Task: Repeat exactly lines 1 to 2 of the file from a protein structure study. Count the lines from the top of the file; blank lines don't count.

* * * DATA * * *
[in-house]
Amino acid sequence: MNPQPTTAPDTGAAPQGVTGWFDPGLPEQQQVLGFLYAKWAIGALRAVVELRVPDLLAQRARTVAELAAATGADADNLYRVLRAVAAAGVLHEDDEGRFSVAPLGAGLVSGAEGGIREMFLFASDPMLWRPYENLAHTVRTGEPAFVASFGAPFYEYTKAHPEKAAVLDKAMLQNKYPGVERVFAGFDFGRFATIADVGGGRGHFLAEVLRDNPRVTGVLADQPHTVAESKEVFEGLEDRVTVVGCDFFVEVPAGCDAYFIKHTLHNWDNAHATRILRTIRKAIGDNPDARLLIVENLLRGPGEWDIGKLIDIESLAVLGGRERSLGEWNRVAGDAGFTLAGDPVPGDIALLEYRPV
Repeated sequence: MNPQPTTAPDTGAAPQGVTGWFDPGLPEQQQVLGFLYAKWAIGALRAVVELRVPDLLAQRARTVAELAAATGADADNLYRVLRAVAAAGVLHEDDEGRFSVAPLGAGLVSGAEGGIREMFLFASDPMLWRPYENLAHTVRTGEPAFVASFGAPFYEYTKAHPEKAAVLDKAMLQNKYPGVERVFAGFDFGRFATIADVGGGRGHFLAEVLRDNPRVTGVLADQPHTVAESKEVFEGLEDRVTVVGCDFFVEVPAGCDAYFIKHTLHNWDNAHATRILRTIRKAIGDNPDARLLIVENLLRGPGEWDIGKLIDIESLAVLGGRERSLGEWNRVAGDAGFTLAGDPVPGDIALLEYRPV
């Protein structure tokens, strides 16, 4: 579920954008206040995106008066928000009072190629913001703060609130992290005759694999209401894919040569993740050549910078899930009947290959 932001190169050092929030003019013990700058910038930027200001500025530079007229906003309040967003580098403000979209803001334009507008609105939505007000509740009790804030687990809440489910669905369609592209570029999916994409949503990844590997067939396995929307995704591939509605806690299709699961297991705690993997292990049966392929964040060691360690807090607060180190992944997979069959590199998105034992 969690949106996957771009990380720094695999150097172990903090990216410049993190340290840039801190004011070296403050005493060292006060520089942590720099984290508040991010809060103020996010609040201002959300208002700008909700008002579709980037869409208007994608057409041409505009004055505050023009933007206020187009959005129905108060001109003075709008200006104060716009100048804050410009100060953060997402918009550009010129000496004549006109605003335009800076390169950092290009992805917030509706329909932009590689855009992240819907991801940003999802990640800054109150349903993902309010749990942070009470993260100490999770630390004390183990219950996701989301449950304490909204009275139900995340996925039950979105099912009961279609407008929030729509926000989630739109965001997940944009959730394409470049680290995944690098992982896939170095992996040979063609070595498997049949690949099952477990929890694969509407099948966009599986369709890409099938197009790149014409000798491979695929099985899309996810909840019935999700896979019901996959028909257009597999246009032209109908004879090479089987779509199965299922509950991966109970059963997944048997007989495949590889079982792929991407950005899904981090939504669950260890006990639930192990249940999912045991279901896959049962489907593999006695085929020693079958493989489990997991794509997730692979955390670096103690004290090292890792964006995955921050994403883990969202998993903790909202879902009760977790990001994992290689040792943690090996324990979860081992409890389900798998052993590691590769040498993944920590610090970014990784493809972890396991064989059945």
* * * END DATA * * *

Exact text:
[in-house]
Amino acid sequence: MNPQPTTAPDTGAAPQGVTGWFDPGLPEQQQVLGFLYAKWAIGALRAVVELRVPDLLAQRARTVAELAAATGADADNLYRVLRAVAAAGVLHEDDEGRFSVAPLGAGLVSGAEGGIREMFLFASDPMLWRPYENLAHTVRTGEPAFVASFGAPFYEYTKAHPEKAAVLDKAMLQNKYPGVERVFAGFDFGRFATIADVGGGRGHFLAEVLRDNPRVTGVLADQPHTVAESKEVFEGLEDRVTVVGCDFFVEVPAGCDAYFIKHTLHNWDNAHATRILRTIRKAIGDNPDARLLIVENLLRGPGEWDIGKLIDIESLAVLGGRERSLGEWNRVAGDAGFTLAGDPVPGDIALLEYRPV